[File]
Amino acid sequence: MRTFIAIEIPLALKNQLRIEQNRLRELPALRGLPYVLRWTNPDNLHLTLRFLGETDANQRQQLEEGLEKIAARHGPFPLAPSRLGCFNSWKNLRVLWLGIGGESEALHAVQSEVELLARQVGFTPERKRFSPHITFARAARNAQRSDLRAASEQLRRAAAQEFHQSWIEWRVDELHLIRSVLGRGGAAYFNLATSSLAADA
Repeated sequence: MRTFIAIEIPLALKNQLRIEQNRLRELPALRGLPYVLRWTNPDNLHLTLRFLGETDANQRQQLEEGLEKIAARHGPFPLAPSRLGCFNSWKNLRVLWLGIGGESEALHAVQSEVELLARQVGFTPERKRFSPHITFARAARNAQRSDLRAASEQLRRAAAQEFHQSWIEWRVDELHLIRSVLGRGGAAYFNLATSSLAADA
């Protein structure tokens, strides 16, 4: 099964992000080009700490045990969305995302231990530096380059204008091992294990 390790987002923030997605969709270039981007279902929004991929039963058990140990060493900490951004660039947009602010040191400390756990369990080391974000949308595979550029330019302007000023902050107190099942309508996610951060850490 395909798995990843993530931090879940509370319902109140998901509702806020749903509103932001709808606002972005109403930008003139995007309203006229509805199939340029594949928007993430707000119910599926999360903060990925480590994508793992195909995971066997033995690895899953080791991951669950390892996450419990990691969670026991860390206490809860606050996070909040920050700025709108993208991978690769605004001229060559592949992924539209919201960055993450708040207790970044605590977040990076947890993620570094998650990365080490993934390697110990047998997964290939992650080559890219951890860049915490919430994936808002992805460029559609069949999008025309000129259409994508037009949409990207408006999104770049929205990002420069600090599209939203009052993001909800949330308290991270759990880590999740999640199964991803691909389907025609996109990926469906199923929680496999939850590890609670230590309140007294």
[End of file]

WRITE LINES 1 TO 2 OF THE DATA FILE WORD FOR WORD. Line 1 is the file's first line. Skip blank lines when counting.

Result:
Amino acid sequence: MRTFIAIEIPLALKNQLRIEQNRLRELPALRGLPYVLRWTNPDNLHLTLRFLGETDANQRQQLEEGLEKIAARHGPFPLAPSRLGCFNSWKNLRVLWLGIGGESEALHAVQSEVELLARQVGFTPERKRFSPHITFARAARNAQRSDLRAASEQLRRAAAQEFHQSWIEWRVDELHLIRSVLGRGGAAYFNLATSSLAADA
Repeated sequence: MRTFIAIEIPLALKNQLRIEQNRLRELPALRGLPYVLRWTNPDNLHLTLRFLGETDANQRQQLEEGLEKIAARHGPFPLAPSRLGCFNSWKNLRVLWLGIGGESEALHAVQSEVELLARQVGFTPERKRFSPHITFARAARNAQRSDLRAASEQLRRAAAQEFHQSWIEWRVDELHLIRSVLGRGGAAYFNLATSSLAADA